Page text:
The American Diabetes Association (ADA) released their 2020 Standards of Medical Care in Diabetes, which includes all of ADA’s current recommendations for clinicians, patients, researchers and others on diabetes care and treatment. When it comes to low carb diets and diabetes, here’s what the ADA had to say:
“Reducing overall carbohydrate intake for individuals with diabetes has demonstrated the most evidence for improving glycemia and may be applied in a variety of eating patterns that meet individual needs and preferences. For individuals with type 2 diabetes not meeting glycemic targets or for whom reducing glucose-lowering drugs is a priority, reducing overall carbohydrate intake with a low or very low carbohydrate eating pattern is a viable option.”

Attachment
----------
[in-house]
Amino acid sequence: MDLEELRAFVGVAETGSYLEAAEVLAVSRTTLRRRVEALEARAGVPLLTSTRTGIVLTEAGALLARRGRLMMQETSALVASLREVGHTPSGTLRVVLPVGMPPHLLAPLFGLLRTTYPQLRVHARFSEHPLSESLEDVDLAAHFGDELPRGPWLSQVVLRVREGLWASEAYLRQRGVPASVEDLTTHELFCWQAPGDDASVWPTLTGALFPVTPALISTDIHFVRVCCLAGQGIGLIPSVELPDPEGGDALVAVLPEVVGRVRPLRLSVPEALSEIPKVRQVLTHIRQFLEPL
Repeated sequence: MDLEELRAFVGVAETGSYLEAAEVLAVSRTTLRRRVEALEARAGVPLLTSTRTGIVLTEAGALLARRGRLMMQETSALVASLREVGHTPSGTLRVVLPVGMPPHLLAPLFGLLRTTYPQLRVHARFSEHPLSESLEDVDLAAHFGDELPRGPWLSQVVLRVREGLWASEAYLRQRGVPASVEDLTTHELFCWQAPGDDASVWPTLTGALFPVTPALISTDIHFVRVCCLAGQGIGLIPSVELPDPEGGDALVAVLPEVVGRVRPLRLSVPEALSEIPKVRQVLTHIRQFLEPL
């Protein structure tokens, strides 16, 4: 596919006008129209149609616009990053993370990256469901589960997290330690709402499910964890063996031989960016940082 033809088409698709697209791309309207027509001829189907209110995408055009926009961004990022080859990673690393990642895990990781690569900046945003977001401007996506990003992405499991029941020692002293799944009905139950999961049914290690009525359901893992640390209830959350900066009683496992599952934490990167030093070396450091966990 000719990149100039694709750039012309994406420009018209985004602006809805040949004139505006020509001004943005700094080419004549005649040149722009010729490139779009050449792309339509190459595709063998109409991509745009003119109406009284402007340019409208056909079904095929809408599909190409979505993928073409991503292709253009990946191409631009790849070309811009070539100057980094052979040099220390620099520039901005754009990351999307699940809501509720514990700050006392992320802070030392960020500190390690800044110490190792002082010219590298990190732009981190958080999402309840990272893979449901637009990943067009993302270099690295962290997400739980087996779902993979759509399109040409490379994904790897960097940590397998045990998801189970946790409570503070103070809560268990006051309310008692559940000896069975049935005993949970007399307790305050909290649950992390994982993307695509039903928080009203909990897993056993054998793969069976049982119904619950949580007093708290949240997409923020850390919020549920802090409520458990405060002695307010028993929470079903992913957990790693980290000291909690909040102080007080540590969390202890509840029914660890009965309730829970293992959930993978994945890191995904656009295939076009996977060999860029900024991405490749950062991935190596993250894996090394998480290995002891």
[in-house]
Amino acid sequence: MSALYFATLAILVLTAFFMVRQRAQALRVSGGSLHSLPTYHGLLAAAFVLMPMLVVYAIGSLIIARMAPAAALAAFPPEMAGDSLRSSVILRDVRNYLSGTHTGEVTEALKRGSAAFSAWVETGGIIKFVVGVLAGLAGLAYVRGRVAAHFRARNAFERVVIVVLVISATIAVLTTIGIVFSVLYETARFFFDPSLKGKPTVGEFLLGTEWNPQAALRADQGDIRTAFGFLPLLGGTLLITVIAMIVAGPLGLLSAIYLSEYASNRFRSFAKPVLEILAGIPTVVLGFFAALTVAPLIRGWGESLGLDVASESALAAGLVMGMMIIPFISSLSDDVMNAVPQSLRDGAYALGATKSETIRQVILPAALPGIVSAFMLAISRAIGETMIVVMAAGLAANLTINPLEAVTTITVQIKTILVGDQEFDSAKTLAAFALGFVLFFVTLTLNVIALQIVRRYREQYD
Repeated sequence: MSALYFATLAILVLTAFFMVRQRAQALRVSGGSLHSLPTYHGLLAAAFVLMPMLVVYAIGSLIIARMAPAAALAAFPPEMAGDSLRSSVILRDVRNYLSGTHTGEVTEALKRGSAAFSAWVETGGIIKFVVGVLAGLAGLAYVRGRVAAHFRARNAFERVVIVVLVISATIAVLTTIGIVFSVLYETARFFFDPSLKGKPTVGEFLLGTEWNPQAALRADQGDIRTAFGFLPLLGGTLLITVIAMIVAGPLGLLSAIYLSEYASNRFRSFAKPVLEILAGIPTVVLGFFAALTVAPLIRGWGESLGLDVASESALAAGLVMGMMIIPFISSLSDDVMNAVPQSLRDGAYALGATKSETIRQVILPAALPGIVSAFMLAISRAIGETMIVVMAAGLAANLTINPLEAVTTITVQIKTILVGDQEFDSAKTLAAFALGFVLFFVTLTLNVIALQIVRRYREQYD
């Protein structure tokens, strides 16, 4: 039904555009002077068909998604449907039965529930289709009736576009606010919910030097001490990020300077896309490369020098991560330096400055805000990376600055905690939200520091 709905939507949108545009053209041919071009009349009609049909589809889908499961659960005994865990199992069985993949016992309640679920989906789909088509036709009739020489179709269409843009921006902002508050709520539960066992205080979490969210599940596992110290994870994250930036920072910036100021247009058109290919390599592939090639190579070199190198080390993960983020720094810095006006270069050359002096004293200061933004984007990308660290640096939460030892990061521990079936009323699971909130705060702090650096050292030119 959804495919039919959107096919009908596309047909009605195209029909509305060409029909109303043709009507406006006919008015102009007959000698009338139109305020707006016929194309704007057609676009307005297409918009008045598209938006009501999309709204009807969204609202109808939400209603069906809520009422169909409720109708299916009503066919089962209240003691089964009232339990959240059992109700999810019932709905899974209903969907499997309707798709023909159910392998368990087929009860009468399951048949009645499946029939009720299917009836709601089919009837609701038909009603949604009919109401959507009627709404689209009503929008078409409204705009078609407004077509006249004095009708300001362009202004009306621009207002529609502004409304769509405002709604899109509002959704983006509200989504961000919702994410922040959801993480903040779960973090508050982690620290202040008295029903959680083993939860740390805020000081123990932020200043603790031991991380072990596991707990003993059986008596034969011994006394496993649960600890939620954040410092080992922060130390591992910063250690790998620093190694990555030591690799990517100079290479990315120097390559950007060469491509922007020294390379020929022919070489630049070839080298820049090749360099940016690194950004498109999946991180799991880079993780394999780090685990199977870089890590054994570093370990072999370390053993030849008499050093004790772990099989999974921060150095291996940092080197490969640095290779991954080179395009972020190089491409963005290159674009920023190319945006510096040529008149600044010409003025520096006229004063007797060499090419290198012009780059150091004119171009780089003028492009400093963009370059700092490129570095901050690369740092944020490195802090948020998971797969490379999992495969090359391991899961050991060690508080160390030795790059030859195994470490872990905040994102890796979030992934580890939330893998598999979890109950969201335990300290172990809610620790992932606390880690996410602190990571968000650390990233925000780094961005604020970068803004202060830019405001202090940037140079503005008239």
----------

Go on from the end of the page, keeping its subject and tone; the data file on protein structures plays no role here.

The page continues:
It’s encouraging to me to see that the ADA continues to support low carb diets as an effective way to manage and treat diabetes, especially due to the rising cost of diabetes.
In 2017, the total estimated cost of diagnosed diabetes was $327 billion, including $237 in direct medical costs and $90 billion in reduced productivity. And that doesn’t take into account the intangible costs from pain and suffering, since complications from diabetes may result in losing your limbs, your eyesight or even your life. It’s good to know that science continues to support the fact that a low carb diet may be the best diet for diabetes.